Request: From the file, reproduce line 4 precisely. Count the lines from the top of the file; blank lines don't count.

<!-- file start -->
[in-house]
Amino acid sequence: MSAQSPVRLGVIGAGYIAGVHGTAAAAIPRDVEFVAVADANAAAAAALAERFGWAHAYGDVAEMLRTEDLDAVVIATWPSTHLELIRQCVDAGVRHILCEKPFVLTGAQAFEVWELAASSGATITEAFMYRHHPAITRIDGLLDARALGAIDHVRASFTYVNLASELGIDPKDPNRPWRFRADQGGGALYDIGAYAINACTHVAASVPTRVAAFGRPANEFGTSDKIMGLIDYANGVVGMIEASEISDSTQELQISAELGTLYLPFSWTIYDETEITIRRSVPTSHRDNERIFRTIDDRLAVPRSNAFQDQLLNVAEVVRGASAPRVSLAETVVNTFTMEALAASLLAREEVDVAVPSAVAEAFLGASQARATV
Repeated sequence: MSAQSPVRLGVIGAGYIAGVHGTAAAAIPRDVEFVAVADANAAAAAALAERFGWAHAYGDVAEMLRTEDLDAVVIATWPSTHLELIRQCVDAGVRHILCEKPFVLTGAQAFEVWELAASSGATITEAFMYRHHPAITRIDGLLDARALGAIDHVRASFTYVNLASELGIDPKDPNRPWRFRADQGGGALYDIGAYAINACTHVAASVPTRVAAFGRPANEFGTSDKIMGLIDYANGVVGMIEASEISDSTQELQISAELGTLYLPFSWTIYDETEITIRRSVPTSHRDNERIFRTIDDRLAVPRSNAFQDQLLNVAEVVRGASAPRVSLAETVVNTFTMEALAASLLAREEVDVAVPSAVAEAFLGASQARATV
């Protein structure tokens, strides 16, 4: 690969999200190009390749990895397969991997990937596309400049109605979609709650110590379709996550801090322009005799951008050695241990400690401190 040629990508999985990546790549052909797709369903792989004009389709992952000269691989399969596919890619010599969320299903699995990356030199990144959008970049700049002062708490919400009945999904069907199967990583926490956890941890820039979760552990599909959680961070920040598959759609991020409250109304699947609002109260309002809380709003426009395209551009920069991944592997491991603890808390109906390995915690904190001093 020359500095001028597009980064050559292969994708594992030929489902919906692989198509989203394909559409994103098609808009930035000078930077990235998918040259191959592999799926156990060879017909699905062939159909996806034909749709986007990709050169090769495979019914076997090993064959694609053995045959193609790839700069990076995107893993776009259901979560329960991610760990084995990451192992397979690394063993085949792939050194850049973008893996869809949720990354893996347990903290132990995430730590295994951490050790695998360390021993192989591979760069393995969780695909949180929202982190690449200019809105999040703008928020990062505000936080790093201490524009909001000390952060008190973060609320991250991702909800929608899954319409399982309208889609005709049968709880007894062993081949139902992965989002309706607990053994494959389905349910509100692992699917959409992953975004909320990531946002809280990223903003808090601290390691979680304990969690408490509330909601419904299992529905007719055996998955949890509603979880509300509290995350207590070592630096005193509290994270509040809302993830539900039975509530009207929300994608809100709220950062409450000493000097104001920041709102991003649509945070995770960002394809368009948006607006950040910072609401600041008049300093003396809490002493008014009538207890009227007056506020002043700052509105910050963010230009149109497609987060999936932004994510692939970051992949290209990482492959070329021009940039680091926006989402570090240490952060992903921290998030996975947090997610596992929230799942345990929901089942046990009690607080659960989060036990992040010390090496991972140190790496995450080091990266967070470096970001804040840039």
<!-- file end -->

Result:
């Protein structure tokens, strides 16, 4: 690969999200190009390749990895397969991997990937596309400049109605979609709650110590379709996550801090322009005799951008050695241990400690401190 040629990508999985990546790549052909797709369903792989004009389709992952000269691989399969596919890619010599969320299903699995990356030199990144959008970049700049002062708490919400009945999904069907199967990583926490956890941890820039979760552990599909959680961070920040598959759609991020409250109304699947609002109260309002809380709003426009395209551009920069991944592997491991603890808390109906390995915690904190001093 020359500095001028597009980064050559292969994708594992030929489902919906692989198509989203394909559409994103098609808009930035000078930077990235998918040259191959592999799926156990060879017909699905062939159909996806034909749709986007990709050169090769495979019914076997090993064959694609053995045959193609790839700069990076995107893993776009259901979560329960991610760990084995990451192992397979690394063993085949792939050194850049973008893996869809949720990354893996347990903290132990995430730590295994951490050790695998360390021993192989591979760069393995969780695909949180929202982190690449200019809105999040703008928020990062505000936080790093201490524009909001000390952060008190973060609320991250991702909800929608899954319409399982309208889609005709049968709880007894062993081949139902992965989002309706607990053994494959389905349910509100692992699917959409992953975004909320990531946002809280990223903003808090601290390691979680304990969690408490509330909601419904299992529905007719055996998955949890509603979880509300509290995350207590070592630096005193509290994270509040809302993830539900039975509530009207929300994608809100709220950062409450000493000097104001920041709102991003649509945070995770960002394809368009948006607006950040910072609401600041008049300093003396809490002493008014009538207890009227007056506020002043700052509105910050963010230009149109497609987060999936932004994510692939970051992949290209990482492959070329021009940039680091926006989402570090240490952060992903921290998030996975947090997610596992929230799942345990929901089942046990009690607080659960989060036990992040010390090496991972140190790496995450080091990266967070470096970001804040840039």